These are in general terms the background and background of the discussed visit to Vietnam by the Philippine President. Let us note certain differences in the positioning of these countries in relation to the very major world players, who are, in fact, closely involved in the affairs of the Southeast Asian sub-region.

With the election of F. Marcos Jr. to the highest state office in the spring of 2022, the process of restoration of the traditional American foreign policy course of the Philippines, which had been outlined in the early fifties of the last century, became quite definite. Despite the still-present public rhetoric designed to somehow mitigate the significance of this trend (fraught with serious consequences for the country).

We can speak only of a short period of attempts to abandon this course during the initial period of Rodrigo Duterte’s presidency, elected in 2016. But even under him, in the second half of his presidency, this “recovery” process became quite visible. This was mainly due to the territorial disputes with China.

By the way, the second person in the state hierarchy of the Philippines today is R. Duterte’s daughter Sara. Her participation in the 2022 elections in tandem with F. Marcos Jr. significantly predetermined the success of both. However, commentators have noted the recent disappearance of S. Duterte from the public media space. This may be a sign of serious disagreements between the two political clans, mainly in the area of foreign policy.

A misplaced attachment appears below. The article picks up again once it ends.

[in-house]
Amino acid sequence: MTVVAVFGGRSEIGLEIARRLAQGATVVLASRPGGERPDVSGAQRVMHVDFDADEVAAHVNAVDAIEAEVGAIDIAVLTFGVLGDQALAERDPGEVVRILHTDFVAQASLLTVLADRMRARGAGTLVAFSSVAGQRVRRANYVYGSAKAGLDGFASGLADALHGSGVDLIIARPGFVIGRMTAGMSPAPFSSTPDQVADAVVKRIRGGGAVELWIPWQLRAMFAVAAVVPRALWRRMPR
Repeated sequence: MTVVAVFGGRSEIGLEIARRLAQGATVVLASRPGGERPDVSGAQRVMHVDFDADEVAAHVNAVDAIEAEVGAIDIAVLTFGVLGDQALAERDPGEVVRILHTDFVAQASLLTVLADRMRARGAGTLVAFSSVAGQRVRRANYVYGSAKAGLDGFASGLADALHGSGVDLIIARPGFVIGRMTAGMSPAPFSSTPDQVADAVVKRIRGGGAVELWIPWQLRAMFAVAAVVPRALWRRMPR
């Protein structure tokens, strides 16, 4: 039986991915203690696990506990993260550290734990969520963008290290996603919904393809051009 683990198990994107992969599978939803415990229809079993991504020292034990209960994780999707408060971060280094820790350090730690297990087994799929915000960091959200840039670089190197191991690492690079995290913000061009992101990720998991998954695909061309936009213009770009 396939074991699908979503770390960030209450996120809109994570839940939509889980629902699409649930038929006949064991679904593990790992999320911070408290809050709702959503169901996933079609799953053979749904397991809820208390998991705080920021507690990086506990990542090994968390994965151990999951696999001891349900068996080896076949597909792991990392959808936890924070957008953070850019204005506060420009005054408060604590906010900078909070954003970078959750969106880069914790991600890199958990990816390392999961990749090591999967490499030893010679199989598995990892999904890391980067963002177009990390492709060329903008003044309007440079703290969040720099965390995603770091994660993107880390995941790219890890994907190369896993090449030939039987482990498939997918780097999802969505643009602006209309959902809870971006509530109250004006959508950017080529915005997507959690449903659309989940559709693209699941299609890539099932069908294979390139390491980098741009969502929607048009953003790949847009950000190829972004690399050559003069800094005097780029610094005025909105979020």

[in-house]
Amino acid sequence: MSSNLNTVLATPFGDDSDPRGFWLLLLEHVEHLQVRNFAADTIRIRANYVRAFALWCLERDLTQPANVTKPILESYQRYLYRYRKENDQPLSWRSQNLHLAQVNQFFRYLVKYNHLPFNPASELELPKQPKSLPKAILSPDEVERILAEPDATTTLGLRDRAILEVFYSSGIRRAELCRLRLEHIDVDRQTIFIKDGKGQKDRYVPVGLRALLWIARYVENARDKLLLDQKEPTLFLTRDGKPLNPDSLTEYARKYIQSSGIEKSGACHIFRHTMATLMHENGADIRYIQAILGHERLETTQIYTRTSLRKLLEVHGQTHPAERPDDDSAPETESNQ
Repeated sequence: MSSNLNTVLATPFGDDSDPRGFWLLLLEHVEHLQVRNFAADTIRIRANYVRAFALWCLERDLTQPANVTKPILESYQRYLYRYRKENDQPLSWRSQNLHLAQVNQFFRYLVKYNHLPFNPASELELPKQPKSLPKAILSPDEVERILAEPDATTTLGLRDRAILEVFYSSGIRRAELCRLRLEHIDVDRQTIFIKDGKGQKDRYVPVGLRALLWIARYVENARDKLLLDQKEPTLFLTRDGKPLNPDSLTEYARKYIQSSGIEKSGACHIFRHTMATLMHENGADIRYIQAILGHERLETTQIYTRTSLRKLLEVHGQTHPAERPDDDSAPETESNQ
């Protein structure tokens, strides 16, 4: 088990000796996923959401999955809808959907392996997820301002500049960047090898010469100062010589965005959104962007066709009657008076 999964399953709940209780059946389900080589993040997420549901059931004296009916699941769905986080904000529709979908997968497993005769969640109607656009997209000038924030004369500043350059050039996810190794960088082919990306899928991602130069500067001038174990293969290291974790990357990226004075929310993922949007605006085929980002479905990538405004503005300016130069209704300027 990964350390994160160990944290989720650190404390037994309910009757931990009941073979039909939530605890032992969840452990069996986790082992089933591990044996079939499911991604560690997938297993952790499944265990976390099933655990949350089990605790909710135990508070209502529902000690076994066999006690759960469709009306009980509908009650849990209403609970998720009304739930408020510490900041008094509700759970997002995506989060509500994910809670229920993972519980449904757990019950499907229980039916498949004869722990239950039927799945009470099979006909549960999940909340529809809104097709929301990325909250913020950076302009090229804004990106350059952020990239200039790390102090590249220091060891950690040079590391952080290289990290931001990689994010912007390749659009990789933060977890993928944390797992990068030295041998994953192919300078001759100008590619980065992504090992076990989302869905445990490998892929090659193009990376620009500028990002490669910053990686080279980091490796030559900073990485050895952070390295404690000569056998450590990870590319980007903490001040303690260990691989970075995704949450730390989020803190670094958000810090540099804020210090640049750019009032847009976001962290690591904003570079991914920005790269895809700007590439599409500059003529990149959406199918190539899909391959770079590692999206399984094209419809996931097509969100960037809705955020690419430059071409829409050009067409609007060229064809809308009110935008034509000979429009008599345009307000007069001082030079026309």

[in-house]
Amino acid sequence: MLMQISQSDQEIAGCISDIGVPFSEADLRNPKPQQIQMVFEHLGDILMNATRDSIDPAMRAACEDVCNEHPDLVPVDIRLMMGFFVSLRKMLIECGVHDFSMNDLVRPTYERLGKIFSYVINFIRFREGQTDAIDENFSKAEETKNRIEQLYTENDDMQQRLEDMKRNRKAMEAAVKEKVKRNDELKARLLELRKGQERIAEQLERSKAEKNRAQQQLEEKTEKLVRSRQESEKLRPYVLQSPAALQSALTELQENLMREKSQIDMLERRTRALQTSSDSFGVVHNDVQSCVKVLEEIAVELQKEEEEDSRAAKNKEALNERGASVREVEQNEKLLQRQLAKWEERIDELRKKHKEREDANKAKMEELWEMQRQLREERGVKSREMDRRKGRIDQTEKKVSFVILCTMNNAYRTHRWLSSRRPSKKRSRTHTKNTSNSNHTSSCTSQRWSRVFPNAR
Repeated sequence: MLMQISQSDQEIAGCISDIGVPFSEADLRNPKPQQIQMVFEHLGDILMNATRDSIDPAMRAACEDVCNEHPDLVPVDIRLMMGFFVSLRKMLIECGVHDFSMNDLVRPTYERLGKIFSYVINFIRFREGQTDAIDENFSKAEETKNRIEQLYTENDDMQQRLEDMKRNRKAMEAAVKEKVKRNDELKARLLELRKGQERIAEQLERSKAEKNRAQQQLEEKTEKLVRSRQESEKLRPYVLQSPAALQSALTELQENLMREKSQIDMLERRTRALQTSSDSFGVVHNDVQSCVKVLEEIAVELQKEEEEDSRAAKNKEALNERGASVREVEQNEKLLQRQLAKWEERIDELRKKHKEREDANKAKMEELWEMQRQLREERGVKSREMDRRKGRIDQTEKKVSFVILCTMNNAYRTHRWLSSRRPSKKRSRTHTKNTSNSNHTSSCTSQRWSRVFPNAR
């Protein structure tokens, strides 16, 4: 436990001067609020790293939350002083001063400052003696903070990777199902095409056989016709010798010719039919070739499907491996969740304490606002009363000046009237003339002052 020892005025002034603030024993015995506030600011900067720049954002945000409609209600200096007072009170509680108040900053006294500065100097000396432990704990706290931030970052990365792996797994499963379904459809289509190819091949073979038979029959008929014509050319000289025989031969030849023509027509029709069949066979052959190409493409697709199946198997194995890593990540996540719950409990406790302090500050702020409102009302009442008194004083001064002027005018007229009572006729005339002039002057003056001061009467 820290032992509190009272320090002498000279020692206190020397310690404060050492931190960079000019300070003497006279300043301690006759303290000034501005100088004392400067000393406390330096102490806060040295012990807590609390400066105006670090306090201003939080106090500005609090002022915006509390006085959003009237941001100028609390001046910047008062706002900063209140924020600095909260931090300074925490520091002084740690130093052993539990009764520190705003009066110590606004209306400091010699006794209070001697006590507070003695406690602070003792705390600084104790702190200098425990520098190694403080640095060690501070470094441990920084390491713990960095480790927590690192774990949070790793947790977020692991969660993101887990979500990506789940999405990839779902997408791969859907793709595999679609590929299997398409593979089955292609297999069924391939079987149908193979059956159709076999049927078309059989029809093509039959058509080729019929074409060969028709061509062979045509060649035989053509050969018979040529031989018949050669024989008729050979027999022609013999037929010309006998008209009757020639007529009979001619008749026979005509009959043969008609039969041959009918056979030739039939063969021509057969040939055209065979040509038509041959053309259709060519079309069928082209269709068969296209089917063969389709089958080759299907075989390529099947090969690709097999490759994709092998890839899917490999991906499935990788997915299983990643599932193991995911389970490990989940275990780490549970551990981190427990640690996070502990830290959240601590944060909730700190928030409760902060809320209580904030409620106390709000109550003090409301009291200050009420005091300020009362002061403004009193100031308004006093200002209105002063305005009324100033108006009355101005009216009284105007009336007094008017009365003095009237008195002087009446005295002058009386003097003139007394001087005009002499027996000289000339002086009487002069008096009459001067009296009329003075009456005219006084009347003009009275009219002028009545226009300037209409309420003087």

Vietnam also has a problem of overlapping territorial claims with the PRC, also in the South China Sea, which is important to emphasise because, unlike the Philippines, it also shares a 1,300-km-long land border with China, the delimitation of which took place only relatively recently (in 2000). Before that, territorial disputes over certain land areas in the border zone were one of the irritants of the complex (let’s choose such a definition) centuries-long history of Sino-Vietnamese relations. In which (as in almost any bilateral interstate configurations) there have been periods of both positive and quite bad negativity. Of the latter, let us mention only the armed conflict that took place in early 1979, which lasted no more than a month but reached quite impressive proportions.

So, Hanoi, if necessary, will be able to offer some explanations for the presence in its foreign policy course of elements of both “wariness” towards the great northern neighbour and “sympathy” for the latter’s main opponents. Of which we will mention first of all the recent mortal enemy in the person of the United States, as well as (and increasingly) Japan. Incidentally, Manila has been experiencing similar positive feelings towards the latter for some time now, which would have seemed quite impossible 3-4 decades ago.